for National Geographic News
For male barn swallows on the make, success is all about keeping their feathers in trim.
The birds attract mates by the color intensity of their feathersa signal of their desirability. A new study suggests that if males' appearances change for the better, females are less likely to cheat.
"[Appearances] are also important for establishing sneaky pair bonds behind your mate's back," said biologist Rebecca Safran, who led the Cornell University study. "Upkeep and maintenance are just as important as the first impression."
Between two successive breeding bouts, Safran and her colleagues turned birds from duds to studs by improving their plumage color with nontoxic inks.
Birds whose feathery mojo was enhanced sired more offspring than those whose plumage remained the same. Improved males also sired more than they had in their first breeding season with the same female.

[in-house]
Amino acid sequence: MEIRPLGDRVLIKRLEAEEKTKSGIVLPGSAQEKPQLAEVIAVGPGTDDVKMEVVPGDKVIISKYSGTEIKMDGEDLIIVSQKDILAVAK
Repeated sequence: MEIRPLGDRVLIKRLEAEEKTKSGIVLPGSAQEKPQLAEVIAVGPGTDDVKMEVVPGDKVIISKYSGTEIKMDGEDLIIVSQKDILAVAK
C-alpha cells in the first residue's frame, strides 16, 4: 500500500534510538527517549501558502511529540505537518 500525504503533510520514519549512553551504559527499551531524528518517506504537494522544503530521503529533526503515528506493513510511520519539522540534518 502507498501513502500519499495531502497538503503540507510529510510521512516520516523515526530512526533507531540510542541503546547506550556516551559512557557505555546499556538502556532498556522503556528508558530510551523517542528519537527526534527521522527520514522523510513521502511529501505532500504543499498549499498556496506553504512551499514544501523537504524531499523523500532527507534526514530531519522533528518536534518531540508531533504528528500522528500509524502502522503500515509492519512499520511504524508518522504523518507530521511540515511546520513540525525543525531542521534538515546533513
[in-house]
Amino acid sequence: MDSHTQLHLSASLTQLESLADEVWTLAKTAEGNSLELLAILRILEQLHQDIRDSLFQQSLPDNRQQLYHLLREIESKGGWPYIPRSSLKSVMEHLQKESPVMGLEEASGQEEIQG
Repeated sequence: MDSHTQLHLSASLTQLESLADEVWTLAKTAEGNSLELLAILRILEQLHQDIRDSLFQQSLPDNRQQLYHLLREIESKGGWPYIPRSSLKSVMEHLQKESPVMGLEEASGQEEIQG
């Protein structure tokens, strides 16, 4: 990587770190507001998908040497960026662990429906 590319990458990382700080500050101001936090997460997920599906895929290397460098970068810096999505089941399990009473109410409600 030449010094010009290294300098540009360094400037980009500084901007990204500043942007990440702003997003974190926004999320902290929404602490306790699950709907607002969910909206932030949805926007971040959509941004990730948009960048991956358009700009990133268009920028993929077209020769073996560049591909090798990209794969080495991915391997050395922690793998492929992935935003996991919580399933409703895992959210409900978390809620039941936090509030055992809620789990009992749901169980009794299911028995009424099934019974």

"It's interesting that birds should be doing such constant evaluation," said Olivia Judson, an evolutionary biologist at Imperial College in London. "Now a male has to not only get territory, build a nest, and seduce somebodyhe's also got to keep her.
Choosy But Not Promiscuous
Safran's team used DNA tests to determine how many young birds in a nest were actually fathered by their mother's mate, both before and after his plumage was manipulated.
Researchers studied established pairs, allowing them to eliminate other possible factors, like age or territory, from the mate-choosing process.
"We can say with great certainty that feather color affects female preference for particular males and that changes in the signal have really important consequences in terms of whose offspring you're caring for," Safran said.
Female barn swallows (Hirundo rustica) made their sexual assessments repeatedly and in a short period of timeon the fly, as it were.
Judson cautions that the term "promiscuous" doesn't adequately describe the barn swallow's sexual behavior.
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